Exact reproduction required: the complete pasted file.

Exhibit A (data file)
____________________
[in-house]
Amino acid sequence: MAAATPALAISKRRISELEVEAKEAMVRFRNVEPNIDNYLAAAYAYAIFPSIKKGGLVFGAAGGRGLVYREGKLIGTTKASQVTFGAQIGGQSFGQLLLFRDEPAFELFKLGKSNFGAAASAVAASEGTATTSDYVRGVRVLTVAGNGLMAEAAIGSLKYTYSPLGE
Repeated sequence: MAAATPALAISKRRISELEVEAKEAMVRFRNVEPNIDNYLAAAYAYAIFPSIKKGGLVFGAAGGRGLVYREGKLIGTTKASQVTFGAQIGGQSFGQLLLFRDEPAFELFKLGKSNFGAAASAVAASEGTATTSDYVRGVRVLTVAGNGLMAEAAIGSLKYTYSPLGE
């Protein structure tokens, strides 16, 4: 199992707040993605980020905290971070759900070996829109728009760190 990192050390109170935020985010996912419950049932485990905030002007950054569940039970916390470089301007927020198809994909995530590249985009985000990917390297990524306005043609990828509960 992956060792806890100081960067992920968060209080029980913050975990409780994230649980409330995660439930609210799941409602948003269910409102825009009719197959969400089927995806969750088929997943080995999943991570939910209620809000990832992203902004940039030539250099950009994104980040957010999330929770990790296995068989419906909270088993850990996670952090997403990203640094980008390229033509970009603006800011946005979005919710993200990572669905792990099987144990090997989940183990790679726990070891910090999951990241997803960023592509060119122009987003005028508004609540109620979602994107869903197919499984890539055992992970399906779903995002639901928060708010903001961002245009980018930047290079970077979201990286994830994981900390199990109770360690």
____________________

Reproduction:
[in-house]
Amino acid sequence: MAAATPALAISKRRISELEVEAKEAMVRFRNVEPNIDNYLAAAYAYAIFPSIKKGGLVFGAAGGRGLVYREGKLIGTTKASQVTFGAQIGGQSFGQLLLFRDEPAFELFKLGKSNFGAAASAVAASEGTATTSDYVRGVRVLTVAGNGLMAEAAIGSLKYTYSPLGE
Repeated sequence: MAAATPALAISKRRISELEVEAKEAMVRFRNVEPNIDNYLAAAYAYAIFPSIKKGGLVFGAAGGRGLVYREGKLIGTTKASQVTFGAQIGGQSFGQLLLFRDEPAFELFKLGKSNFGAAASAVAASEGTATTSDYVRGVRVLTVAGNGLMAEAAIGSLKYTYSPLGE
């Protein structure tokens, strides 16, 4: 199992707040993605980020905290971070759900070996829109728009760190 990192050390109170935020985010996912419950049932485990905030002007950054569940039970916390470089301007927020198809994909995530590249985009985000990917390297990524306005043609990828509960 992956060792806890100081960067992920968060209080029980913050975990409780994230649980409330995660439930609210799941409602948003269910409102825009009719197959969400089927995806969750088929997943080995999943991570939910209620809000990832992203902004940039030539250099950009994104980040957010999330929770990790296995068989419906909270088993850990996670952090997403990203640094980008390229033509970009603006800011946005979005919710993200990572669905792990099987144990090997989940183990790679726990070891910090999951990241997803960023592509060119122009987003005028508004609540109620979602994107869903197919499984890539055992992970399906779903995002639901928060708010903001961002245009980018930047290079970077979201990286994830994981900390199990109770360690």